The fact that the Complainant has failed to file a claim regarding the disputed domain name in the approximately ten years since its registration is irrelevant, as the doctrine of laches has not been recognized generally under the Policy.
The Respondent did not reply to the Complainant's contentions.
6. Discussion and Findings
Pursuant to Policy, paragraphs 4(a)(i) – (iii), the Complainant may prevail in this proceeding and the Panel may order a transfer of the disputed domain name, <ebayd.com>, provided that the Complainant can demonstrate that:
- The disputed domain name is identical or confusingly similar to a trademark or service mark in which the Complainant has rights; and
- The Respondent has no rights or legitimate interests in respect of the disputed domain name; and
- The disputed domain name has been registered and is being used in bad faith.
A. Identical or Confusingly Similar
Through its independent knowledge, the Panel is aware that the Complainant is well-known globally and has an equally well-known service mark, EBAY. Moreover, the Complainant has provided in its filing indisputable evidence (Annex 13 of the Complaint) of its registration of that mark with appropriate authorities, including the USPTO. Consequently, the Panel has no trouble in determining that the Complainant has the requisite rights in the EBAY mark for the purposes of Policy, paragraph 4(a)(i). See, eBay Inc. v. rle enterprises, WIPO Case No. D2008-1068 ("The Panel finds that Complainant eBay Inc., through its use of and registrations covering the EBAY mark, has rights in such mark."); and eBay Inc. v. xu kefei (kefei xu), WIPO Case No. D2008-0481 ("The Complainant has proved that it is the registered proprietor of the mark EBAY, in numerous jurisdictions.").
In the Panel's view, the disputed domain name, <ebayd.com>, is nearly identical to the Complainant's EBAY mark. The minor difference is the addition of the letter "d", and the suffix ".com" after the full mark. A consensus of prior UDRP decisions has found that such minor distinctions do not prevent a disputed domain name from being, if not identical, at least confusingly similar to an established mark. Therefore, the Panel determines that the disputed domain name, <ebayd.com>, is confusingly similar to the Complainant's EBAY service mark. See, eBay Inc. v. Shangli Liang, WIPO Case No. D2014-0037, (finding <ebaynow.com> to be confusingly similar to the EBAY mark).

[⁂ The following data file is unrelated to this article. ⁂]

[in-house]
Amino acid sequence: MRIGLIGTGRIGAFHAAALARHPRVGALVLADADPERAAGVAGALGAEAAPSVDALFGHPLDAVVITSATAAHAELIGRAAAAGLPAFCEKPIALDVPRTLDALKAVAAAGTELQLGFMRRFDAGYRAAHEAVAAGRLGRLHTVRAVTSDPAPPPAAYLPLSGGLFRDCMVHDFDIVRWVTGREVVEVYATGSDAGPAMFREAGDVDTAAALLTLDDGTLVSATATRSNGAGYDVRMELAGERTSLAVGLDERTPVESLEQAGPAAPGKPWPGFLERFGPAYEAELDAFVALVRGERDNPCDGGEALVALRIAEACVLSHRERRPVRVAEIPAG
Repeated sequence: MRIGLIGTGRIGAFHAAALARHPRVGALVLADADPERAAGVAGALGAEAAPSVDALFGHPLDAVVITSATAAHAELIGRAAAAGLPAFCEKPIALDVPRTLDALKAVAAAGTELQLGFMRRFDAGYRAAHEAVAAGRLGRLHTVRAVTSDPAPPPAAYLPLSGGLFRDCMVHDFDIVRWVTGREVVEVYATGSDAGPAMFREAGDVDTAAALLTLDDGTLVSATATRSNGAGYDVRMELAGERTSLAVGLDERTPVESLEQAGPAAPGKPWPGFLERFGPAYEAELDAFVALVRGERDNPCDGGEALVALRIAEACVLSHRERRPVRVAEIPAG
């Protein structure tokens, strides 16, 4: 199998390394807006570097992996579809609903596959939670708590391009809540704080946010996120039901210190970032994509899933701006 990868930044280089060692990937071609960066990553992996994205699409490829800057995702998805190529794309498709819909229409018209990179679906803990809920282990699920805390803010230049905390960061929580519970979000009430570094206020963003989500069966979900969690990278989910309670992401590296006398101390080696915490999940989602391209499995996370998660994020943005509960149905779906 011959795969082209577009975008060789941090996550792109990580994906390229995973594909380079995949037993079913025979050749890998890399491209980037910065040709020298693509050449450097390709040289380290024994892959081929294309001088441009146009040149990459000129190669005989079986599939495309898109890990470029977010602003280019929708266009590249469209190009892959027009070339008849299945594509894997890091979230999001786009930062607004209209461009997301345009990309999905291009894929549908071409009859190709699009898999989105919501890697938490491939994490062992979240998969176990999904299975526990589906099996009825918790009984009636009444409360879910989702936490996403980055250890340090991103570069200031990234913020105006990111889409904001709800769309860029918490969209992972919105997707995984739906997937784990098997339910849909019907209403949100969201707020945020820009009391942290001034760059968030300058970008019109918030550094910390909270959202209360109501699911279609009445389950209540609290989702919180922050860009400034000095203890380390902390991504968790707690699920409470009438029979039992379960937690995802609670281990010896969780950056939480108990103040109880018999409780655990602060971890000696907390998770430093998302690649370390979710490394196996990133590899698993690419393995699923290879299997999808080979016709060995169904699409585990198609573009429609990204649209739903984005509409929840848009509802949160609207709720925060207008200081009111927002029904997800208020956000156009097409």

As a result, the Panel finds that the Complainant has satisfied the requirements of Policy, paragraph 4(a)(i).
B. Rights or Legitimate Interests
The Respondent has declined to file a Response in this proceeding, and thus the Panel will regard all of the reasonable contentions put forth by the Complainant as true, unless otherwise contradicted in the record or by the independent knowledge of the Panel. See RX America, LLC. v. Matthew Smith, WIPO Case No. D2005-0540 ("A respondent is not obliged to participate in a domain name dispute proceeding, but if it were to fail to do so, asserted facts that are not unreasonable would be taken as true [...]").
The Panel accepts the Complainant's reasonable contention that it never licensed nor gave permission to the Respondent to use the EBAY mark in any manner whatsoever. As such, and in light of the Panel's conclusion that the disputed domain name is confusingly similar to that mark, the Panel believes that the Complainant has sustained a prima facie case that the Respondent has no rights or legitimate interests in that name. It thus becomes incumbent upon the Respondent to rebut that case by providing clear evidence that it does possess such rights or interests. See The Vanguard Group, Inc. v. Lorna Kang, WIPO Case No. D2002-1064 ("[...] panels have held that once the complainant makes a prima facie showing that the registrant does not have rights or legitimate interest in the domain name, the evidentiary burden shifts to the registrant to rebut the showing by providing evidence of its rights or interests in the domain name.")
As noted above, the Respondent has provided no evidence. Nonetheless, before making its ruling, the Panel will examine the record to determine whether any case can be made on behalf of the Respondent pursuant to paragraph 4(c) of the Policy, which provides criteria to support a claim to rights or legitimate interests in a disputed domain name as follows:
(i) before any notice to [the respondent] of the dispute, [the respondent's] use of, or demonstrable preparations to use, the domain name or a name corresponding to the domain name in connection with a bona fide offering of goods or services; or
(ii) [the respondent] (as an individual, business, or other organization) [has] been commonly known by the domain name, even if [the respondent has] acquired no trademark or service mark rights; or
(iii) [the respondent is] making a legitimate noncommercial or fair use of the domain name, without intent for commercial gain to misleadingly divert consumers or to tarnish the trademark or service mark at issue.